Breaking this down by age group, in 2017 those aged 18–34 were less likely to think that care would get worse over the next five years (48 per cent) than others of working age (63 per cent of those aged 35-54 and 58 per cent of those aged 55–64).
Conservative and Labour supporters were equally likely to think the quality of care will get better (24 per cent and 18 per cent, respectively), though Labour supporters were more likely to think the quality of care will get worse in the future (62 per cent compared with 50 per cent of Conservative supporters).
There is mounting public concern that quality of care in the NHS is deteriorating and the public think that things are not going to get better any time soon.
The last time we saw similar levels of public concern about the NHS was in the early 2000s and the Labour government responded by providing a significant funding increase for the NHS, which was sustained over a number of years. This included an increase in National Insurance contributions specifically for NHS funding, which was strongly supported by different sections of society and supporters of all political parties. We are seeing the same patterns in public opinion now, with a majority of supporters of both main political parties in favour of tax increases for the NHS. The gold-standard methodology of the BSA survey means that we are as sure as we can be that these findings reflect a genuine shift in the public’s opinion.
This is the context for the Prime Minister’s commitment to publish a new long-term plan and multi-year funding settlement for the NHS. With the public firmly wedded to the founding principles of the NHS, public satisfaction with the service falling and a majority of supporters of all the main political parties in favour of tax rises to increase NHS funding, the stakes could not be higher.
A question please. When you asked: “If the NHS needed more money, which of the following do you think you would be prepared to accept?” Could respondents choose only one response?
If they could choose multiple responses, then respondents could have answered to say they would accept more general tax and also said they would accept a special additional tax. Therefore to combine the answers to this question to get to 61% would not be logical. Thanks.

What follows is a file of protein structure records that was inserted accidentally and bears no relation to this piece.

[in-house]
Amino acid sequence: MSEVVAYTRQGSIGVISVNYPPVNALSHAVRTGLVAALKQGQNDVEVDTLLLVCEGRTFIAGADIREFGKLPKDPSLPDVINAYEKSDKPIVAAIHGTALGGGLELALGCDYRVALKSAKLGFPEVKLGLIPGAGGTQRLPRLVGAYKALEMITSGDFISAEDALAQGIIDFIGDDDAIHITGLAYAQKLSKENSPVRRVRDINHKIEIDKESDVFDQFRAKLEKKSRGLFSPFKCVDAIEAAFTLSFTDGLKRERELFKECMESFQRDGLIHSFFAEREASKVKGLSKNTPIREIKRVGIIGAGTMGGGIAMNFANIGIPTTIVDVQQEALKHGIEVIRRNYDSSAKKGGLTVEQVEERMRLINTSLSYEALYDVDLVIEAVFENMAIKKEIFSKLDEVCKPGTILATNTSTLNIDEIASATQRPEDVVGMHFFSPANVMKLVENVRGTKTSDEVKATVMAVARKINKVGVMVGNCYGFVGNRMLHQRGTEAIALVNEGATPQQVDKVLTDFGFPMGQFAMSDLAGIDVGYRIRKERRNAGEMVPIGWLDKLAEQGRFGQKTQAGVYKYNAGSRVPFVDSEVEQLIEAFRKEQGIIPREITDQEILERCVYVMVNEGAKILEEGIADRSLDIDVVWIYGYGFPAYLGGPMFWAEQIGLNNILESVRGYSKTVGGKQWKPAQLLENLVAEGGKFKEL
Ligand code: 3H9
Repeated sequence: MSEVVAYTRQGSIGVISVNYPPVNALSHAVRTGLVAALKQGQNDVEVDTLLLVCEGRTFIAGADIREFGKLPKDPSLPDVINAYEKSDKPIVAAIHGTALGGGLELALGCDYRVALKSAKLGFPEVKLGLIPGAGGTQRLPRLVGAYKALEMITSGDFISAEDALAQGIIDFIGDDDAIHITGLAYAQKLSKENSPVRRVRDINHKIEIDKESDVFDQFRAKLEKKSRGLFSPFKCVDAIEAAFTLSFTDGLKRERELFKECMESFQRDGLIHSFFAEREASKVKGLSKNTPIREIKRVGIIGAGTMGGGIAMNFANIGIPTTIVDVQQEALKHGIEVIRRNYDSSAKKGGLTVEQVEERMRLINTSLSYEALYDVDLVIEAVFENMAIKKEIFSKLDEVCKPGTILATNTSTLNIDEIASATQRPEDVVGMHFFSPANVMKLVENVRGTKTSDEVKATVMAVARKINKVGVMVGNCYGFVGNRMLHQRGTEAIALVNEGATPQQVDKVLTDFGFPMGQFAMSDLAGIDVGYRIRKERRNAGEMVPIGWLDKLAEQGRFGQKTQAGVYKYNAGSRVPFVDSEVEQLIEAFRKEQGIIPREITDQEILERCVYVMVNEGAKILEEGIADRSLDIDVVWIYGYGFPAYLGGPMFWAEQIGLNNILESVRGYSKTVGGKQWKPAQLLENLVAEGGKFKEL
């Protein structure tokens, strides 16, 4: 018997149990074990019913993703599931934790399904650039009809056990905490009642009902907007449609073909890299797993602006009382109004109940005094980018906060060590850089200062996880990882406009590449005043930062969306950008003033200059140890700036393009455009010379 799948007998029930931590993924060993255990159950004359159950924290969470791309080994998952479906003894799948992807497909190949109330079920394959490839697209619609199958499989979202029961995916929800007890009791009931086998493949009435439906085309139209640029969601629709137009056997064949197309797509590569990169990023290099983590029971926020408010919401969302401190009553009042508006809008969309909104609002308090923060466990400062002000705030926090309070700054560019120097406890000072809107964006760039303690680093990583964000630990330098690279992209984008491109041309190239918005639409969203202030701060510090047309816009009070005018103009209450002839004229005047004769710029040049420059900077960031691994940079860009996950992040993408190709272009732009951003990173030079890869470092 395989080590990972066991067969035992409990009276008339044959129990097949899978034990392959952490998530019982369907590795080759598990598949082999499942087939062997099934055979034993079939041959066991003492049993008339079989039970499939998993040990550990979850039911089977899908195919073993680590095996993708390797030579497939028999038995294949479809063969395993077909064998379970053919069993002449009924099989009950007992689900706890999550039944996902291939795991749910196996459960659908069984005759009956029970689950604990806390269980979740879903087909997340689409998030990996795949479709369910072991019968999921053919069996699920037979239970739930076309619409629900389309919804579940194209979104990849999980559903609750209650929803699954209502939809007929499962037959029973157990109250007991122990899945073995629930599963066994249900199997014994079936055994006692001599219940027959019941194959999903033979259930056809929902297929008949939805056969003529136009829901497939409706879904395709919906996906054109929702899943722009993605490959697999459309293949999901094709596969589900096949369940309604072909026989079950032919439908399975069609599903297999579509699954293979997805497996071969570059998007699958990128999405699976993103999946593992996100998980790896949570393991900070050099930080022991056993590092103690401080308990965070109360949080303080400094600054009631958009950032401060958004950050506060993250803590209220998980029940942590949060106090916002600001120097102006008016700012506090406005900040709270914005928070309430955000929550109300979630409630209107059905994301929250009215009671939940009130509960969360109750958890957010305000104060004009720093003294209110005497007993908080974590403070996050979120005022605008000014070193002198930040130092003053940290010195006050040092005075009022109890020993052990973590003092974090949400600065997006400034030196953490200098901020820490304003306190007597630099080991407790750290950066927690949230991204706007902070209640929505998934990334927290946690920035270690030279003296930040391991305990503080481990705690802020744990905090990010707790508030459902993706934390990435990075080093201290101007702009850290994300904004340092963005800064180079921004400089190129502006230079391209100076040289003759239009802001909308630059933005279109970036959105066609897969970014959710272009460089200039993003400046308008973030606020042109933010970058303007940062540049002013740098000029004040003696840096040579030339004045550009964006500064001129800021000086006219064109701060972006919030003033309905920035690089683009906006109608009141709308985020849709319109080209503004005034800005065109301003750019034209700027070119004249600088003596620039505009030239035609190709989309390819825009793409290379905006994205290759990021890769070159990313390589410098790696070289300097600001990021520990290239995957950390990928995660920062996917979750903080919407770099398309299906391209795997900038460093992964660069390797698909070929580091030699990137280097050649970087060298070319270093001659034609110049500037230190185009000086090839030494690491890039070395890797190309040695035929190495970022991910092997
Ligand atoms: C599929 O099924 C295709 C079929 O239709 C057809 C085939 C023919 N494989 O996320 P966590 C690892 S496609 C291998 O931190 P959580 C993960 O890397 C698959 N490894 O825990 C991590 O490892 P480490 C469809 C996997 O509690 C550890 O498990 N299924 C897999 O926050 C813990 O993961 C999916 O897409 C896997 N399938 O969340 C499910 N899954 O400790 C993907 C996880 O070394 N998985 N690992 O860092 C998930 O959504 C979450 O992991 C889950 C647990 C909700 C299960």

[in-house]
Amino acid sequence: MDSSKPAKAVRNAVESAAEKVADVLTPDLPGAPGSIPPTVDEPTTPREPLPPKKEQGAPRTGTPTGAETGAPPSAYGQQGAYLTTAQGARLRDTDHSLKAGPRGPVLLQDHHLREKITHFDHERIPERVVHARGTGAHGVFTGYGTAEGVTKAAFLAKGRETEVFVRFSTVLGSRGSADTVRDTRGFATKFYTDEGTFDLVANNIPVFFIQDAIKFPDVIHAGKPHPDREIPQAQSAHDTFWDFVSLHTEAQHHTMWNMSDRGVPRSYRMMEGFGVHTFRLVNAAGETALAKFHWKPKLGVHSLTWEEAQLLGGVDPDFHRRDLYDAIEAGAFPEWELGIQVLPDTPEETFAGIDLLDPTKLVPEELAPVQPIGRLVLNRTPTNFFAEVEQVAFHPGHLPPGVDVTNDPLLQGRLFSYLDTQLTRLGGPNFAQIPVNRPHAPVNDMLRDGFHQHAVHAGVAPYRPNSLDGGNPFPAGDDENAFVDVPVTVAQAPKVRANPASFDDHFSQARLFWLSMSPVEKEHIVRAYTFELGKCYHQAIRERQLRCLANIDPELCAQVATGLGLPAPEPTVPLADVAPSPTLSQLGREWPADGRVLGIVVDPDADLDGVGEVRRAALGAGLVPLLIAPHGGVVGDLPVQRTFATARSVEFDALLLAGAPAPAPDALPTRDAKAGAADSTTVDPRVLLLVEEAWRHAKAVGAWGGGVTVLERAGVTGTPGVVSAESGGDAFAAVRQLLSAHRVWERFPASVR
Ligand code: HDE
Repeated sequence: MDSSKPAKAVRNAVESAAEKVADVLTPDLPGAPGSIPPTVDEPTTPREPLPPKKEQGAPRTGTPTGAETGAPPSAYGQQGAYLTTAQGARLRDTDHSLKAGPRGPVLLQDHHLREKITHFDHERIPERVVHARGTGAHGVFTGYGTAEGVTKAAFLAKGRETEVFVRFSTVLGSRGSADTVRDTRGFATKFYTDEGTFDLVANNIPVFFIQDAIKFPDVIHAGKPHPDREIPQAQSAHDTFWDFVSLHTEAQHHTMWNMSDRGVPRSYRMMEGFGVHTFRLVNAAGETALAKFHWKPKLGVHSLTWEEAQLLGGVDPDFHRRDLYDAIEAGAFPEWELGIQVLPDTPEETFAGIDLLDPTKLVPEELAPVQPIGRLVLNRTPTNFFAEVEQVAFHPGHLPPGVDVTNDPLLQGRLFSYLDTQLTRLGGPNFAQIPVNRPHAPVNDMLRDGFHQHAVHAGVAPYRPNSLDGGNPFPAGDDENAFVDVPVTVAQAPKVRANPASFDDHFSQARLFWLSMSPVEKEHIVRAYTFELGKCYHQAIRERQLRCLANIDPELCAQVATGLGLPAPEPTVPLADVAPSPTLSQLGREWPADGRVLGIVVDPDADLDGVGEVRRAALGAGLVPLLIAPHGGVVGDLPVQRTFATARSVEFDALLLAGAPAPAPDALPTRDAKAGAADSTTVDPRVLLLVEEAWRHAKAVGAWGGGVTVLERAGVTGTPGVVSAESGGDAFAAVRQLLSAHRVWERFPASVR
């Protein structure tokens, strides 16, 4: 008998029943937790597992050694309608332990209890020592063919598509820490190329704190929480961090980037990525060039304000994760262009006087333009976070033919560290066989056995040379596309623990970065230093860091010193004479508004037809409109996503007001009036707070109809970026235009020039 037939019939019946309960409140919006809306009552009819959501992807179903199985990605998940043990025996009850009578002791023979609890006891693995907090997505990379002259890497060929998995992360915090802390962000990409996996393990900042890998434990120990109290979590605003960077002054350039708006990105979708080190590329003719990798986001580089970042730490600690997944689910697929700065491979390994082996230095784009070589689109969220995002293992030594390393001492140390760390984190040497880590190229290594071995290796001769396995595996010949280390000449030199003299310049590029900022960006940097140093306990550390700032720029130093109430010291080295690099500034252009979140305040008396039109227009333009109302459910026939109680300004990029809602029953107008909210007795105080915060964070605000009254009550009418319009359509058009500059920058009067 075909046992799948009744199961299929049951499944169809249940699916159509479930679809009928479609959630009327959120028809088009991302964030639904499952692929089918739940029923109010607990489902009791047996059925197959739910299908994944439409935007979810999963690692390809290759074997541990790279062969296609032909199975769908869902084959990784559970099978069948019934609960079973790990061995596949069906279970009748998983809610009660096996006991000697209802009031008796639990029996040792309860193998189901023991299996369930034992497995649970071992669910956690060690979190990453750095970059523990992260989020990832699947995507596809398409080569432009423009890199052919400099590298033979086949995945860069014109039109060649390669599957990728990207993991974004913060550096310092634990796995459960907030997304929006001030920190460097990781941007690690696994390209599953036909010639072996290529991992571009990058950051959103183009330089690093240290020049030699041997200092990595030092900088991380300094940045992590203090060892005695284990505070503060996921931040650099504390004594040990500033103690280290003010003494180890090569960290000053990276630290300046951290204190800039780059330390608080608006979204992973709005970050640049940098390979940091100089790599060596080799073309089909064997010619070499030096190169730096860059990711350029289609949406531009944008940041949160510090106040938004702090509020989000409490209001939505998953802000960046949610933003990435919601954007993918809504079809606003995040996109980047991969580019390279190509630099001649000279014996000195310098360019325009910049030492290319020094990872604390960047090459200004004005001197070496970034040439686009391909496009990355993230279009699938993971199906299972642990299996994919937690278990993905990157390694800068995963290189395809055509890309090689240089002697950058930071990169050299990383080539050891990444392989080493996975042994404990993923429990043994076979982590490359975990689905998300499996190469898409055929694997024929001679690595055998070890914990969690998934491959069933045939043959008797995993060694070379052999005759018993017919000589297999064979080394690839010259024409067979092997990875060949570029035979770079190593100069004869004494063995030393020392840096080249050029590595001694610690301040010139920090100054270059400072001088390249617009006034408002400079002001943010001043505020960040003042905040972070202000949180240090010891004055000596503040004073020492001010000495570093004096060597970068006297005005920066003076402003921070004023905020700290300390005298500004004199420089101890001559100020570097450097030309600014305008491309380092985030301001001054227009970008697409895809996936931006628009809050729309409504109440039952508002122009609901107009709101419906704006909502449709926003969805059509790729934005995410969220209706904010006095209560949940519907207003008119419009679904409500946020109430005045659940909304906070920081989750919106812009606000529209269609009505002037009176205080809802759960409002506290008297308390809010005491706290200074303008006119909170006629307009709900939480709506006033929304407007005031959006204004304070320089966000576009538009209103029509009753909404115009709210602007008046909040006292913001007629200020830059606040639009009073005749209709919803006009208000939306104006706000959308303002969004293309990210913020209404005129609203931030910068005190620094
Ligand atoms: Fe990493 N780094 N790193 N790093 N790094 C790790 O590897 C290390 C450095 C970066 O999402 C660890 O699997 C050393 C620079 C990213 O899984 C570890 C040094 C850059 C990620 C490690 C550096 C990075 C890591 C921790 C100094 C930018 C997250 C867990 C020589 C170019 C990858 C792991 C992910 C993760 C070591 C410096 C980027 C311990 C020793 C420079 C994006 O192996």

You say "The weighted sample is calibrated to match the population in terms of age, sex and region. ", that is not sufficient when dealing with tax and benefits surveys, It is highly likely that your sample will be skewed to those paying little or no tax as those who do pay more tax will generally be working harder and will be less likely to have the 'hour long' to fill in your survey and so decline. You also need to make sure the respondents profiles match the average tax band profiles for an accurate survey.
Thanks for your comment. For the question on tax, we only allow respondents to pick one response, hence why it is acceptable to combine the two figures into an overall 'tax increases' combination.
Hope that helps.
Thanks for your thoughts. I think I disagree with a couple of points there. Firstly, when we do look at the responses by income bracket, there is no significant difference between them. You'll see that 61 per cent of highest income respondents supported tax rises - the same as the average.
There is also a point about the survey methodology used. Random probability sampling is the most robust way of conducting a survey, and respondents are offered a small financial incentive to take part. As you say, there is always a chance that people are too busy to take part, and so to minimise the bias involved in the survey households are randomly selected (based on nothing but geography). Then, to avoid non-response, interviewers return to households six times to try and make contact. There is a non-response weight that is applied as well, due to issues that you've suggested, but this does not weight on income. There are good reasons for not doing this - for instance that not everybody wishes to provide an income. There is much more detail on the survey methodology here: http://www.bsa.natcen.ac.uk/media/39143/bsa34_technical-details_fin.pdf
As a side note, studies have found that lower income groups tend to be under-represented in surveys rather than the other way around.
Tax payments from the super rich and the super corporations that avoid taxes would be good- to support the health and education systems of their already over taxed and underpaid employees. I do not think that a government of millionaires understands that ordinary people are, by now, broken. We already pay loads of tax. Where has it gone?